On the 20th of May 1979, David Bowie was given two hours of airtime on BBC Radio 1 to spin some of his favourite records. Two days earlier, his album Lodger had been released, the lead single Boys Keep Swinging having been available for almost a month already. Lodger (originally titled Planned Accidents) was a pop music document borne of studio experimentation, the third of the so-called ‘Berlin Trilogy’, and of the three reputedly the most difficult and frustrating to realise. In Lodger the ambient-flavoured instrumental compositions that featured on side B of both Low and ‘Heroes’ (both 1977) were conspicuously absent. In their place stood more traditionally structured songs about seeing the world from different exotic perspectives, the lyric sheets containing more words than Low and ‘Heroes’ combined. Boys Keep Swinging epitomised the experimental and adventurous spirit of the album with its roughly played arrangement being the result of the studio players swapping their instruments, the song’s structure and chord progression a direct quotation of album opener Fantastic Voyage (certainly not the only example of experimental self-quotation on the album; Move On was written as a new melody on top of the reversed tape of All The Young Dudes. In music composition this kind of artistic cannibalism is not thought of as ‘cheating’, but merely being ‘economical’). Of course Bowie used his airtime on Radio 1 to promote his work from Lodger, but he also played other music that hinted towards an imminent shift: away from experimentation, improvisation and studio games, towards something leaner, tougher – punk, garage and new wave.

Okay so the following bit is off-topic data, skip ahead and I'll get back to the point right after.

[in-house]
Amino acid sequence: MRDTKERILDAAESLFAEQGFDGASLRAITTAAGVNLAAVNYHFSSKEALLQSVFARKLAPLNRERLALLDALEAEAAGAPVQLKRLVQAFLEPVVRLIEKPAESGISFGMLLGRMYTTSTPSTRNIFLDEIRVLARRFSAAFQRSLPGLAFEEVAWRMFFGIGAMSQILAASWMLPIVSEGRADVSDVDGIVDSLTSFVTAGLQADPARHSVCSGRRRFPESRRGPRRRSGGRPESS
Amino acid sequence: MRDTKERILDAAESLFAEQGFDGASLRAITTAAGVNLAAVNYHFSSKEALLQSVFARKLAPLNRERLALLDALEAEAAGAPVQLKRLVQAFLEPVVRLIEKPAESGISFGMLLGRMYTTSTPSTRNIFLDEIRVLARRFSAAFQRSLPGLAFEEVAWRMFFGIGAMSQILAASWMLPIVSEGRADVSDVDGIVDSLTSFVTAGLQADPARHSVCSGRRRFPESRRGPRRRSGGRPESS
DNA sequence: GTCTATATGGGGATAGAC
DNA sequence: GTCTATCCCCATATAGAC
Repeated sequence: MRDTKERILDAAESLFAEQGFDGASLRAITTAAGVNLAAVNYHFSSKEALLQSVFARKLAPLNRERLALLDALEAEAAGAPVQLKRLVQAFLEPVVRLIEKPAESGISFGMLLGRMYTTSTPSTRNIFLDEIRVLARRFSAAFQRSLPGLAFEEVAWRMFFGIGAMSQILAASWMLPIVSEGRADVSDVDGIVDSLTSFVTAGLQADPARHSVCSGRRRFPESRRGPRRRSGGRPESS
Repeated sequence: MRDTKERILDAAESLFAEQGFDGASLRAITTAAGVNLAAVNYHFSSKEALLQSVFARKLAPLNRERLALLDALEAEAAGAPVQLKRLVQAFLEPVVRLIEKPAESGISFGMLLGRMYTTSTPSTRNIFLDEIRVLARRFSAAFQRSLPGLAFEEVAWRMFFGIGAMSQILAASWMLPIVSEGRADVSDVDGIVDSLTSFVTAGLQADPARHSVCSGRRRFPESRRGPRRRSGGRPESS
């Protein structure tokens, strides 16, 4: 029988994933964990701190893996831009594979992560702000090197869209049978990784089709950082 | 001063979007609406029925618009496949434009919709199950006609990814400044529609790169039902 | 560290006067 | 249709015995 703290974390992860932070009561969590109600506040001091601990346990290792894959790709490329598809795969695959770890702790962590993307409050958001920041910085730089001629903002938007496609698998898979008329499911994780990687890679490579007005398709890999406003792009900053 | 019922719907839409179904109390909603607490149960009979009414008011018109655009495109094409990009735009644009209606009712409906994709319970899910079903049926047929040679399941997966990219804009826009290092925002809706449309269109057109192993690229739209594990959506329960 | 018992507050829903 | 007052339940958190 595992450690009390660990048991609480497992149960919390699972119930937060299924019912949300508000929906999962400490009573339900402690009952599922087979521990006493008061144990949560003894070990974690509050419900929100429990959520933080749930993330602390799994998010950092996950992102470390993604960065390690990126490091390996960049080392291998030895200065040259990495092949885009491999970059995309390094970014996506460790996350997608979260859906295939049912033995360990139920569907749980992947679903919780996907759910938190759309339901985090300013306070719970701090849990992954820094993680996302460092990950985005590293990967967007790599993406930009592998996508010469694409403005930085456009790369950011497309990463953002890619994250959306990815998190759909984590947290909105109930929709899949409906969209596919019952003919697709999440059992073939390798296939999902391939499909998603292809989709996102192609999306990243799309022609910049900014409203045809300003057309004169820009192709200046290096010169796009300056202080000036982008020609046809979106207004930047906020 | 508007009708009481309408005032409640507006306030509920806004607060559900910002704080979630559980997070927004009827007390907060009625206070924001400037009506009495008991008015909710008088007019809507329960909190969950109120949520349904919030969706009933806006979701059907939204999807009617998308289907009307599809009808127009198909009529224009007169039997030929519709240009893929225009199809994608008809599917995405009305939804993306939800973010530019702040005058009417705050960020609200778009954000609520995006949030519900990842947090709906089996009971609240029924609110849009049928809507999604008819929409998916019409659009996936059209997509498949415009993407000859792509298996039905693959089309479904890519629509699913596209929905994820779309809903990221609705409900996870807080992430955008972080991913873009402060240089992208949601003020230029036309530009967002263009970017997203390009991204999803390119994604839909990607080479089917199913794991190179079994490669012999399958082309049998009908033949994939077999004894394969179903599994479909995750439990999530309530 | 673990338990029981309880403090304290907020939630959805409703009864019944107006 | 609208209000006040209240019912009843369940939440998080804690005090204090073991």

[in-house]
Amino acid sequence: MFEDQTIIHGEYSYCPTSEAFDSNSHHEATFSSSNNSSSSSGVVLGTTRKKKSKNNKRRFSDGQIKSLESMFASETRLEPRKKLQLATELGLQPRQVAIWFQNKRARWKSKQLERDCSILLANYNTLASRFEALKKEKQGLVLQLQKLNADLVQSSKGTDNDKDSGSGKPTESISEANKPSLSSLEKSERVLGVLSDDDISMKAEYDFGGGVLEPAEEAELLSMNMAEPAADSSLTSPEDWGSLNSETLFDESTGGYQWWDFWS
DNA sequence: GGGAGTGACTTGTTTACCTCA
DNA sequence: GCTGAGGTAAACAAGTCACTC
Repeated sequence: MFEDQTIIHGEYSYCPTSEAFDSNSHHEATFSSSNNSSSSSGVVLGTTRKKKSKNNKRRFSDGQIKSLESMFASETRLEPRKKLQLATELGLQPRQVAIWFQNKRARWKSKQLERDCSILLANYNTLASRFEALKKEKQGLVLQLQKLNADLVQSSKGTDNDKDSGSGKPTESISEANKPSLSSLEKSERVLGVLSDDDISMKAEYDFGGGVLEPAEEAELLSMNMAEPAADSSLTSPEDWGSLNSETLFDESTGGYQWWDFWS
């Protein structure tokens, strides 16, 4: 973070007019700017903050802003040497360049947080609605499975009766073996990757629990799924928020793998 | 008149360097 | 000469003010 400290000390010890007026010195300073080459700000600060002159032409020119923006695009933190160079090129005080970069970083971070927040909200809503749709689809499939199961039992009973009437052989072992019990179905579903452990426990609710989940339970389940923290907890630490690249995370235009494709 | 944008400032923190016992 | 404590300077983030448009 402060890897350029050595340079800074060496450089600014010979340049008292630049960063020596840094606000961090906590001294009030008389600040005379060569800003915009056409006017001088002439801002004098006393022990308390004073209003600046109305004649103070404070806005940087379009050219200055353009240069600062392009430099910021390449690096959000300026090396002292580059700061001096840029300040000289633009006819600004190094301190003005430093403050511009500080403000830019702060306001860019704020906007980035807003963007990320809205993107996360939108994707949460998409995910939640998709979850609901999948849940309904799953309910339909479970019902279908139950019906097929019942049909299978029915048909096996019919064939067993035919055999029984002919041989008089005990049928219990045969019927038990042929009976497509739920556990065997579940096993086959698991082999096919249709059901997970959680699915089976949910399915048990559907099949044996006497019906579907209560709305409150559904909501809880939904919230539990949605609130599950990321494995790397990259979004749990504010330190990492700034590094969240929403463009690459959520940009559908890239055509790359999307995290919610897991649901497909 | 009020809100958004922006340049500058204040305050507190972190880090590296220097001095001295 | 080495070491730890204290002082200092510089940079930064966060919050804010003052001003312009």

By the time of broadcast, Bowie had been the world’s citizen for about six years, leaving his native London in 1974 to base himself in America, Switzerland, Berlin, France and Switzerland once again. While Bowie soaked up his surroundings, metabolising these different environments into new musical directions like the proverbial fly floating in the carton of milk, younger music cultures heavily inspired by his influence were springing up in Manchester, London and New York. Bands like Devo and Talking Heads lined up to collaborate with the people that had worked with Bowie in the past (Devo’s first two studio albums produced by Brian Eno and Ken Scott, respectively). Fans of Ziggy and Low were now making their own music and alternative fashion scenes in England: the android androgyny and new romanticism of the Blitz Club kids in London, the Berlin/glam mashup of Gary Numan’s Tubeway Army, and the motorik-inspired Warsaw, who named their group after a track from Low, later changing it to Joy Division. In New York, the CBGBs-centric club scene was exploding with post-punk and new wave inspired by the Kraut-funk fusions of Bowie’s Berlin-era work, with bands like Blondie, Television, and again, Talking Heads enjoying huge critical and commercial success. After a decade of being on top of his game, Bowie now found himself in a strange new situation: he had become a patriarchal figure to a new generation, and there was a problem – this new generation was beating him down in the charts at his own game.